The ideal biomarker for malignant GCTs would be: stable within body fluids; abundant compared with levels in individuals who were healthy, had benign GCTs or non-GCT pathology; and present regardless of patient age (paediatric or adult), anatomical site of disease (gonadal or extragonadal, including intracranial) or histological subtype (e.g., YST, germinoma and EC) (Murray and Coleman, 2012). Recent years have seen the emergence of microRNAs (miRNAs) as a new generation of biomarkers in malignant GCTs (Murray and Coleman, 2012). MicroRNAs are short, non-protein coding RNAs that are highly stable and well-suited for disease diagnosis and monitoring (Mitchell et al, 2008). We previously demonstrated that the eight main miRNAs from the miR–371–373 and miR–302/367 clusters were overexpressed in all malignant GCT tissues (Palmer et al, 2010). By using a multiplexed qRT–PCR protocol, we identified that levels of miRNAs from these two clusters were elevated in the serum of a paediatric patient at the time of diagnosis of an extragonadal malignant GCT, with levels falling and remaining low during uneventful clinical follow-up (Murray et al, 2011b). In the same year, we confirmed these serum findings in extracranial malignant GCTs across a range of representative ages (paediatric and adult), anatomical sites (gonadal and extragonadal) and histological subtypes (YST, germinoma and EC), the majority of which were AFP/HCG marker-negative (Murray et al, 2011a; Murray and Coleman, 2012).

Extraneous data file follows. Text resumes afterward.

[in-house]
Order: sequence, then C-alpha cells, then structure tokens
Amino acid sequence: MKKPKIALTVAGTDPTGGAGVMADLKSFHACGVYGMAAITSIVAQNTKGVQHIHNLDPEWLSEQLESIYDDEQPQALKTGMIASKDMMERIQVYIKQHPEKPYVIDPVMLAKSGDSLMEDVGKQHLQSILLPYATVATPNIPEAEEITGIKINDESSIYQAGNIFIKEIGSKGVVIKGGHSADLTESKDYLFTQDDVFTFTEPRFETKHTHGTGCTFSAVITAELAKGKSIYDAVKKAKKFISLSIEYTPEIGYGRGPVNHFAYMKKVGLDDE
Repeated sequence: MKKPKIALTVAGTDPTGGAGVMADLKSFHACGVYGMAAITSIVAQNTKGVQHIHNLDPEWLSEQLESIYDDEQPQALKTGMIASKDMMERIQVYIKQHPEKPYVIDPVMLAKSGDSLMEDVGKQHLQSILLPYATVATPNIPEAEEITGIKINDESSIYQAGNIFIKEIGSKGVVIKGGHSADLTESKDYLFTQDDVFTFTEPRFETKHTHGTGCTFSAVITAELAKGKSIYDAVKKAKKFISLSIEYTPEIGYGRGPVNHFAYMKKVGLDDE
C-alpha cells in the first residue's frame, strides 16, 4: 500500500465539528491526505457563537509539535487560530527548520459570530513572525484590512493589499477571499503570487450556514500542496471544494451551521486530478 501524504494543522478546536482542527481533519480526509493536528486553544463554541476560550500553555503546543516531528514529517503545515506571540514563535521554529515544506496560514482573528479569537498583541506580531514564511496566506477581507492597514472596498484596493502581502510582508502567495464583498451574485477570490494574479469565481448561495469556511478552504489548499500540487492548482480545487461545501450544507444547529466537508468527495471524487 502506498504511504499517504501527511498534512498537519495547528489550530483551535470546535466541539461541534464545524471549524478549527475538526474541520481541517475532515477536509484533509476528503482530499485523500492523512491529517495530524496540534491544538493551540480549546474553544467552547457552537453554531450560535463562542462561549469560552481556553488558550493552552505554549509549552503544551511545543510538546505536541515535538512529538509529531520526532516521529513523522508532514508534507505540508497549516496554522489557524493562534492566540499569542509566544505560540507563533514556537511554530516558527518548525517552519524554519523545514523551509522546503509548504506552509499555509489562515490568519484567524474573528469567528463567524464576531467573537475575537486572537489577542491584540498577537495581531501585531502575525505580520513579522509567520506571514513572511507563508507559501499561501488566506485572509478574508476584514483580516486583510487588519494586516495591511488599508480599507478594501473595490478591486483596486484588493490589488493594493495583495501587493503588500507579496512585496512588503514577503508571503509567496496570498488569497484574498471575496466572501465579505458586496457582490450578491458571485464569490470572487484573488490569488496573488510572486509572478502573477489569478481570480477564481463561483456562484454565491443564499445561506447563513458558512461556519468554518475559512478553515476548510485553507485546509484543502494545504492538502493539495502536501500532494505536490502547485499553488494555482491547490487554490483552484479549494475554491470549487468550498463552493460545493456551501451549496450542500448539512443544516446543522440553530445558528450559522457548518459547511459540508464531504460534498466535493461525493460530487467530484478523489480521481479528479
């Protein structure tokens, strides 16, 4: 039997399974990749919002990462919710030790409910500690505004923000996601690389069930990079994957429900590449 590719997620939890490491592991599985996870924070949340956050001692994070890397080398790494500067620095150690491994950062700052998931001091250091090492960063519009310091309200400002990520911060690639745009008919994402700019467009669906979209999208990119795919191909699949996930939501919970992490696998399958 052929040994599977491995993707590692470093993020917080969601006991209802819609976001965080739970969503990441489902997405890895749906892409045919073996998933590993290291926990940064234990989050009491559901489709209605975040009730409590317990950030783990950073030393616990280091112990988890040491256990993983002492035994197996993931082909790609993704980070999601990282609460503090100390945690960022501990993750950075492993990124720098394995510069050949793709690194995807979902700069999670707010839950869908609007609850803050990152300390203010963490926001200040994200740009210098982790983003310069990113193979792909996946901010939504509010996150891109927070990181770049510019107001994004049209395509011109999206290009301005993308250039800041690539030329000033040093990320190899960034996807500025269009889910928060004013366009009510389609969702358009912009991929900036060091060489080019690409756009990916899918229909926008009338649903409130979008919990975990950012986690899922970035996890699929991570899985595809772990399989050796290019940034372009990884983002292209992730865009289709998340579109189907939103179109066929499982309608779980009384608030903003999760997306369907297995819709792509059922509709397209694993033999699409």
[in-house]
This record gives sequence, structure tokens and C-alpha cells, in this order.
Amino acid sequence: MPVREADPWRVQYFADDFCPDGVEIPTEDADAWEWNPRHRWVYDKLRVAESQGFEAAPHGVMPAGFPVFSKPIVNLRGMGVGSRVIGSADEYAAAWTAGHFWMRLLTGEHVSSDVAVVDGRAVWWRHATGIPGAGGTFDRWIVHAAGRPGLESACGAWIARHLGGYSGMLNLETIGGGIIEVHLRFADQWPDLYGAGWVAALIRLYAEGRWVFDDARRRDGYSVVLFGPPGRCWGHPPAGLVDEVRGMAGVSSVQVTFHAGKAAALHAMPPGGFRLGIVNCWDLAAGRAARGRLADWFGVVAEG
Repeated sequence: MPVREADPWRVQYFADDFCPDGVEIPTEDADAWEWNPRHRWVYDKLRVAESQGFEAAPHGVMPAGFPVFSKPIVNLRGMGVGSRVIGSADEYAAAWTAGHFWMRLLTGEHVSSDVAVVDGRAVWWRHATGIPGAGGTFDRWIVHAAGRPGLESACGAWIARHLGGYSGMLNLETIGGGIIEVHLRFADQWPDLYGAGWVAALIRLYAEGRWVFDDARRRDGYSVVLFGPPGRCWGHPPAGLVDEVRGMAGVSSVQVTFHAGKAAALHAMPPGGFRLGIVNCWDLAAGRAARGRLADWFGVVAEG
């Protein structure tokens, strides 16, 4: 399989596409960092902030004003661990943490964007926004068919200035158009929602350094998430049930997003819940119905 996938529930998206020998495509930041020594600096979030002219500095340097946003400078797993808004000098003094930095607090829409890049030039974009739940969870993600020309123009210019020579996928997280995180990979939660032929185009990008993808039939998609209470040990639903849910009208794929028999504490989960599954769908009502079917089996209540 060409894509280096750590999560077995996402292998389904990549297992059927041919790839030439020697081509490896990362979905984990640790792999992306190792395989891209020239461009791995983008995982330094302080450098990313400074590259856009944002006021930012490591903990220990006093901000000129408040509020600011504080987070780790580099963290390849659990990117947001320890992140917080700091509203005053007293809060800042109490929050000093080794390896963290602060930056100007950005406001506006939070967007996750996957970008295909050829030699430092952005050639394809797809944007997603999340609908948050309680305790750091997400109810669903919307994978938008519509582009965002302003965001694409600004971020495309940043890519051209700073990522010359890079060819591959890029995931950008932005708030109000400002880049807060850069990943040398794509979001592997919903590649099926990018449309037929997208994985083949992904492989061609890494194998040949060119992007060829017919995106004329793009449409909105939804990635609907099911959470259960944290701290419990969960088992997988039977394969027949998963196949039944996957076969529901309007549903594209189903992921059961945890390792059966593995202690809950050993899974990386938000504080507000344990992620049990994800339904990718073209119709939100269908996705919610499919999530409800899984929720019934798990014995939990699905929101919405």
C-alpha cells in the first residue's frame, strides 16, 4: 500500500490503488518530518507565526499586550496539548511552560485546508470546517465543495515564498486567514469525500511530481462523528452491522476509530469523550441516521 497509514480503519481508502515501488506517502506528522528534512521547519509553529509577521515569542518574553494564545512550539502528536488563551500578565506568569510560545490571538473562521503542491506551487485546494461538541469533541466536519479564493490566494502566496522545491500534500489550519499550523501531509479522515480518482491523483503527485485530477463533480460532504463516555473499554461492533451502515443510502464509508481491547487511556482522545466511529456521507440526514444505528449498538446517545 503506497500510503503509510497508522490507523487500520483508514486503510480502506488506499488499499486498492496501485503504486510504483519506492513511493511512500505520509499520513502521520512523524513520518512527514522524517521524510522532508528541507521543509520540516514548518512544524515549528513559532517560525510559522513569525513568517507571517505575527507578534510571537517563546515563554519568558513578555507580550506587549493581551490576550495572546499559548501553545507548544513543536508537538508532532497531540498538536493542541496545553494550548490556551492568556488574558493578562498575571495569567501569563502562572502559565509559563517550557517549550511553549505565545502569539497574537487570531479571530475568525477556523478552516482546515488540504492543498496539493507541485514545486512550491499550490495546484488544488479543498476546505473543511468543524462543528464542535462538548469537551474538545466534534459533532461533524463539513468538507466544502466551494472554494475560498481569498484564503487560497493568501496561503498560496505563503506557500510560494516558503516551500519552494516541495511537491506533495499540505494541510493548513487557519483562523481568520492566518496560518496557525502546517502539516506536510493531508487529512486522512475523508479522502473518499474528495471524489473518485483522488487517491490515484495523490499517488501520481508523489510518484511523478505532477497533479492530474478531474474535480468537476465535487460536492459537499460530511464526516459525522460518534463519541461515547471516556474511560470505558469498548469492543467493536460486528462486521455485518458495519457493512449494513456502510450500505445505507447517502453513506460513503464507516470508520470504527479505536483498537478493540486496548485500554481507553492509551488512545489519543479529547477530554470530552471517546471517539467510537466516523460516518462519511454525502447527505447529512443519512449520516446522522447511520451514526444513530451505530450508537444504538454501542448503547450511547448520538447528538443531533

Although our serum miRNA findings in malignant GCTs have since been confirmed and extended, the published studies have exclusively (Belge et al, 2012; Dieckmann et al, 2012; Rijlaarsdam et al, 2015; Spiekermann et al, 2015a; Syring et al, 2015) or predominantly (Gillis et al, 2013) involved adult testicular tumours. In such cases, a consensus panel of four serum miRNAs from the miR–371–373 and miR–302/367 clusters (namely miR–371a–3p, miR–372–3p, miR–373–3p and miR–367–3p) has been shown to be highly sensitive and specific for detecting malignant GCTs (Gillis et al, 2013; Syring et al, 2015). The present study represents the first systematic interrogation of expression of these miRNA clusters in serum/cerebrospinal fluid (CSF) samples from patients with paediatric malignant GCTs. Our analysis included serum levels at diagnosis for both ovarian and testicular disease, early detection of relapse and levels in CSF and serum in intracranial disease. Our investigation of the utility of these miRNAs is underpinned by the development of a robust pipeline for their quantification, including essential quality control (QC) steps. The pipeline is scalable, transferable and suitable for widespread adoption into routine clinical practice.

Materials and Methods

The study received approval from the Multicentre Research Ethics Committee (reference 02/4/71) and Cambridge Local Research Ethics Committee (reference 01/128), and was performed with full informed parental consent. All experimental steps were compliant with the minimum information for publication of quantitative real-time PCR experiments (MIQE; Bustin et al, 2009). Full details are available on request.

Patient demographics and tumours analysed